IAC logo

The world of non-commercial film and A-V

Events Diary Search
The Film and Video Institute find us on facebook Join us on Facebook

Bookmark and Share
< Part 14 | Introduction | Part 16 >

The Videomaker's Journey: part fifteen
The Crew.

Use the links in the text to move between sections.


The Crew

A small crew is best - keep the use of lights to a minimum.

Clapper sticks [clapper-boards] are not necessary for video work - they would be an unwanted distraction. With a fifteen minute movie, two cameras and no slate, I had no trouble editing the movie. A slate with the shot number and take number was not needed at the start of each take. In the early years, as a director and when shooting out of sequence for a club competition, I would call out the shot number as follows:-

Director: "Camera running?"
Camera operator: "Running."
Director: "Shot 4-3 take 2 action."

The Size of the Crew

(a) one person crew
While the screenplay might have been written by someone else - the movie maker does all the rest and sometimes acts in the movie. If you are in a very noisy environment you really need to use a microphone on a boom. Then place the boom on a tripod so as to get it in close.
(b) two person crew
The director holds the microphone boom . The director or the video camera operator wears the headphones. The rest of the work is shared. Having two people in the crew makes it much easier to learn how to make movies.
(c) a three person crew is desirable
The third person holds the microphone boom.
(c) a four person crew
The fourth person would be the director's assistant. This would reduce time on the shoot, thus making the actors' lives easier. The director and the camera operator would have less pressure on them.

The Director - is completely in charge off making the movie and drafts the shooting script and draws the storyboard.

The Video Camera Operator - is the second crew member and must take care that the microphone is not in the the shot.

The Microphone Boom Operator - is the third crew member who wears the headphones, if reliable in this work. (Make sure the headphone volume is turned up to 50% maximum volume.) The boom operator should do the following:

  1. test that the microphone works just before the next shot starts.
  2. hold the microphone close to the actors as directed.
    The boom operator slowly lowers the boom microphone. The camera operator watches the eye piece and as soon as the microphone is seen, calls "In!"
    The boom operator immediately slowly raises the microphone. As soon as the microphone is out of the frame the camera operato, calls "Out!"
    The boom operator then lifts the microphone another 300 millimetres and makes a mental note of its location.
  3. The director calls: "Quiet on the set" and starts the next shot.

The Director's Assistant - is the fourth crew member who watches continuity and checks that the director has not missed any instructions on the shooting script or storyboard. Sets up the lights as directed - checks that the microphone is working - supervises that the microphone is not in the shot. Marks off each shot as it is taken - marks the lined script, if told to do so. (The director will also tick off the shot.) Makes sure the director does not miss the extra shots recently marked on the shooting script.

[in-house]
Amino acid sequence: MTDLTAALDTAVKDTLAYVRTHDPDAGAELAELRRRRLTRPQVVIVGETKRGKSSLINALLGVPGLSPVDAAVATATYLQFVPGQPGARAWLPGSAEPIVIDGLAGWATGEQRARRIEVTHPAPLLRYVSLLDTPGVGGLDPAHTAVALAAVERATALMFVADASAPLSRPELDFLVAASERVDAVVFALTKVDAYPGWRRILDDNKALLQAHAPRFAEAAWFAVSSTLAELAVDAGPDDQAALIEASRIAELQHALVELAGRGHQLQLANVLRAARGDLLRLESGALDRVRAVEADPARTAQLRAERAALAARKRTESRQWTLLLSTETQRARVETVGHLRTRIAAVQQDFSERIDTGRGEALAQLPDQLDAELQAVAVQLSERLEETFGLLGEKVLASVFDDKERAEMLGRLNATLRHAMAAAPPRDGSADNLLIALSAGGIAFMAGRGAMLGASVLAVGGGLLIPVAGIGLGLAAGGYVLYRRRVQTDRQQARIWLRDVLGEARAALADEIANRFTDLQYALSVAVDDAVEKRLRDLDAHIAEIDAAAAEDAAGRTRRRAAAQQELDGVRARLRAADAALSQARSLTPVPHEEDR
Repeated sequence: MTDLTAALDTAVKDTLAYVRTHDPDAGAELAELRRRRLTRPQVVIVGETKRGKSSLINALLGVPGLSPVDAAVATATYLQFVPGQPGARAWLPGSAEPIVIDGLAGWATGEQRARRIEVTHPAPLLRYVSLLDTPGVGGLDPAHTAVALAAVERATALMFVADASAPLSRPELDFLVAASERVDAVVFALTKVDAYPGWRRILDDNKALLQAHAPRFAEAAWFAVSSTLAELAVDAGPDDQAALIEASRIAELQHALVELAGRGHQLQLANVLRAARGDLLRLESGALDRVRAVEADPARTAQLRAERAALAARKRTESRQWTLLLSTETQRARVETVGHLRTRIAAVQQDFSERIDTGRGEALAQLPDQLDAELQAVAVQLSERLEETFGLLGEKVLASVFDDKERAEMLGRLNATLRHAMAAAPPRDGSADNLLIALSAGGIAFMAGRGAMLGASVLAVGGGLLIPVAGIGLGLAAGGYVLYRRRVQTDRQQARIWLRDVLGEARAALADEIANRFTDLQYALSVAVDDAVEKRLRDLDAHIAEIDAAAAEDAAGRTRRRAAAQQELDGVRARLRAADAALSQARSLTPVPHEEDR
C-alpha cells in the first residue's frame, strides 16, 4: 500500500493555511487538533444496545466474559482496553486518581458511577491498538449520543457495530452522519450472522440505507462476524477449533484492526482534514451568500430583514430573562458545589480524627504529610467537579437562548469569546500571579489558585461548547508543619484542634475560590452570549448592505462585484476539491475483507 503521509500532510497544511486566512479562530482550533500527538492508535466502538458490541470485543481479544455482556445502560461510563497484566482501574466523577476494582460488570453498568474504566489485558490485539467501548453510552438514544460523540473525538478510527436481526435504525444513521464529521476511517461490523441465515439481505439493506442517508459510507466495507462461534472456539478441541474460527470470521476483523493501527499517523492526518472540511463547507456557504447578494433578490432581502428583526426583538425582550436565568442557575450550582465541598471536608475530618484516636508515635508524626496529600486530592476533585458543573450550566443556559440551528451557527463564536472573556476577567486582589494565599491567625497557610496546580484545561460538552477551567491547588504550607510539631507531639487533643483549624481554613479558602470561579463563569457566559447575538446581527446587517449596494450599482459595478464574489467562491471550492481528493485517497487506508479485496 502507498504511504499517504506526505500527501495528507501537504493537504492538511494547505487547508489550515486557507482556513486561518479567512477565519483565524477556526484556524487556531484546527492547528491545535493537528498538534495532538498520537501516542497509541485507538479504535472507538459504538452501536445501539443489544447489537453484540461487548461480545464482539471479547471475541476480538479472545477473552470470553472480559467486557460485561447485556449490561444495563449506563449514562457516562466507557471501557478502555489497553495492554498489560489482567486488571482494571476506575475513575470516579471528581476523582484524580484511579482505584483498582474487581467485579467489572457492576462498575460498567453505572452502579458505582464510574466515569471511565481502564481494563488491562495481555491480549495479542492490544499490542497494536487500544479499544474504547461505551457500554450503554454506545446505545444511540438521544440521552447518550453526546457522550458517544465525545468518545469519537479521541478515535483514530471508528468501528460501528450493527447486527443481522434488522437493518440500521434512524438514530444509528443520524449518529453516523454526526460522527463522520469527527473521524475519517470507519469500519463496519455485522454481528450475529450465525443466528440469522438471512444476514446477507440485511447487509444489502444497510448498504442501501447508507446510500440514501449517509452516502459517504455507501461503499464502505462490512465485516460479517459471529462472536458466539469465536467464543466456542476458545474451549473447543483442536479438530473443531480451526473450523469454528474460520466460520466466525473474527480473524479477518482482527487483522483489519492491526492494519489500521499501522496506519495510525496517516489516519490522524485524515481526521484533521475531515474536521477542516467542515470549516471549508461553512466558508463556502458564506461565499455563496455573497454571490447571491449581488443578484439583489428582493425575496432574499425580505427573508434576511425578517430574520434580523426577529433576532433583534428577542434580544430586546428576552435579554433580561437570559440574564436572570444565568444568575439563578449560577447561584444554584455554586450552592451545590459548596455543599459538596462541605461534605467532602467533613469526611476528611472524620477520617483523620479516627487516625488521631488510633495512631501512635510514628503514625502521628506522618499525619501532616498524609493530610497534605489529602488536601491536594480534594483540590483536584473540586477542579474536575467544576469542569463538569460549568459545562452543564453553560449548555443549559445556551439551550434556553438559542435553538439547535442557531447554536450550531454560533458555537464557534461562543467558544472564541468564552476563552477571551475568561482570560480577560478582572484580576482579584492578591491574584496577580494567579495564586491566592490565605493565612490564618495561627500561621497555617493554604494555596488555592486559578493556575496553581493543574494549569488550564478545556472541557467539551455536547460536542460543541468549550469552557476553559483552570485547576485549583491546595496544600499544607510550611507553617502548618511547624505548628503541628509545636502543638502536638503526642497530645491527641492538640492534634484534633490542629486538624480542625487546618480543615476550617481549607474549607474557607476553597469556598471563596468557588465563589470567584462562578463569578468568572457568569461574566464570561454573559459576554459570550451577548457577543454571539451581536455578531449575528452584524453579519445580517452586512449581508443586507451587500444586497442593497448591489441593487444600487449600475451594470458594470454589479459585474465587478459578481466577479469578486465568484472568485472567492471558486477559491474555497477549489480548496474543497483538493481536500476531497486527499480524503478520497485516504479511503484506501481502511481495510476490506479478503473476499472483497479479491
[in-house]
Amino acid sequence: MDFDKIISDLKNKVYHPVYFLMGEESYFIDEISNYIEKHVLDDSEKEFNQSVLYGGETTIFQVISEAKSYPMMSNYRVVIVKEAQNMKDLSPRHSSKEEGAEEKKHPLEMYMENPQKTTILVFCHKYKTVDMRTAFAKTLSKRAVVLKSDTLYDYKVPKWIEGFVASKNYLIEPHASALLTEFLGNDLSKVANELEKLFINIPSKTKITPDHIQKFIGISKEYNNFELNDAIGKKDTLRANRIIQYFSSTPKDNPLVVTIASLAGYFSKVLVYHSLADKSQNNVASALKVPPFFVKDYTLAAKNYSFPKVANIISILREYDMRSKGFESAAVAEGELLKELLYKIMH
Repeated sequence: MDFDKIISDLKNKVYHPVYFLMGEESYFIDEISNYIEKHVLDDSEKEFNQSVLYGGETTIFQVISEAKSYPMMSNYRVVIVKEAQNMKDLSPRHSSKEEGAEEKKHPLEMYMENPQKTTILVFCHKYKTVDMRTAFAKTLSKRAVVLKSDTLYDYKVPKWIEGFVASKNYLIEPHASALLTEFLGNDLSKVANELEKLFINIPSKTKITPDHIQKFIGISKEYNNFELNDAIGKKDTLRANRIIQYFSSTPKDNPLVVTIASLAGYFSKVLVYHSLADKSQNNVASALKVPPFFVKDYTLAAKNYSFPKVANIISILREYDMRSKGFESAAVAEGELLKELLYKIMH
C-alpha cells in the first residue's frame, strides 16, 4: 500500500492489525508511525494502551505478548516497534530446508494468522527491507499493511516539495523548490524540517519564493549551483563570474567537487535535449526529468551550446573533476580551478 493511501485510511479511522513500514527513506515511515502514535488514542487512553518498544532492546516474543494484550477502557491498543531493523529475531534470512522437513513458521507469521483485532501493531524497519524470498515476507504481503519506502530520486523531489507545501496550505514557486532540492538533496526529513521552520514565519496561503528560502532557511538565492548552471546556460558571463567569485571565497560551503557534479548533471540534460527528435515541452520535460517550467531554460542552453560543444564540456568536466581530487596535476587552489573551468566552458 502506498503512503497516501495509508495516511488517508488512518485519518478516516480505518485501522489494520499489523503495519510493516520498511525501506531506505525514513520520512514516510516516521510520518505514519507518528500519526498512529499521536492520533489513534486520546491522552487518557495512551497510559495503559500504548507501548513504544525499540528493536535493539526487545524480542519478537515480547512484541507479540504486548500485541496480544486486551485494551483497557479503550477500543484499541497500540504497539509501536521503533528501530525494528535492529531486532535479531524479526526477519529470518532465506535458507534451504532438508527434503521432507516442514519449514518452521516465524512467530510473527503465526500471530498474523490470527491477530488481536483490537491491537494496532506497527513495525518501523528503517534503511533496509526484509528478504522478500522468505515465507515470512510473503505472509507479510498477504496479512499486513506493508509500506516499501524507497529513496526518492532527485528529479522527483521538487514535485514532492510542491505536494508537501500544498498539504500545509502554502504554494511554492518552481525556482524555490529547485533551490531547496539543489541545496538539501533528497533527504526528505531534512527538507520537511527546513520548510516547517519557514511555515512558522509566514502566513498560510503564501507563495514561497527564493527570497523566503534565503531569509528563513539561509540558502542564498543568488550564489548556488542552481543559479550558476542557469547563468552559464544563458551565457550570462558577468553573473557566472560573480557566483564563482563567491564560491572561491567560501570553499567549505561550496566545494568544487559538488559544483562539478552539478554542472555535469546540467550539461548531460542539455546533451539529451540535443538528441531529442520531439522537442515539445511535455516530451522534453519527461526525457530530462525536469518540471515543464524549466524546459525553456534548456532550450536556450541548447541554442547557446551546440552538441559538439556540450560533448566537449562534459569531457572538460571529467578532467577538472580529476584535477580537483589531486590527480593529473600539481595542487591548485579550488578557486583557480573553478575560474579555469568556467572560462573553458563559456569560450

The Lined Script

We don't use this - but I show you an example, in case you don't know about it.

Many years passed before I finally figured out what it was. It records a system of taking of the shots as a group - I now call this "overlapped shooting." It is a regular practice that is not normally published in the technical books. I accidently stumbled on to this at a script reading. I was explaining how the off-screen actors would speak - so as to motivate the on-screen actor and also provide reaction shots. In this way I was making the actors act before they had to speak and keeping them acting after they spoke. One of the actors shouted: "Yes!" I then said I would continue the shot over as many adjacent clips as was practical - more shouts of "Yes".

I later found that this allows the actors from the repertory theatre to get a lot of enjoyment as they act. The lined script I show below is the actual shooting script I used when directing The Trouble With Harry. It wasn't marked as a lined script at the time. I now have lined it - to show how I take the shots.

The wriggly part of the vertical line indicates off-camera action and off-camera dialogue. There were 5 takes. These collected the 8 shots we needed. They also collected 11 reaction shots.

Shots 3-13, 3-13b, and 3-14 had to be taken separately as shown.

When I started the first take I was amazed at the performance of the actors. I had a mini stage play performing right in front of me. I was getting an enhanced performance from the actors. I had some understanding of how Jean-Pierre Jeunet felt, when he found enormous enjoyment on the occasion when he first directed actors.

I looked across at the cameraman. He had stood up and was watching what was going on with a big smile. He wasn't watching the camera.

Shooting Script for The Trouble With Harry

Sample lined shooting script.

< Part 14 | Introduction | Part 16 >

© copyright Arthur Bullock, 2007

Share your passions.

Audience silhouette.

Share your stories.

Page updated on 11 October 2011
Contact Webmaster
Data Privacy
find us on facebook Join us on Facebook
Bookmark and Share
UNICA information UNICA member
Company Limited by Guarantee No. 00269085. Registered Charity No. 260467. Authors' views are not necessarily those of the Institute of Amateur Cinematographers. Website hosted by Merula. JavaScripts by JavaScript Source. Menu by Live Web Institute. Art work by Tony Kendle.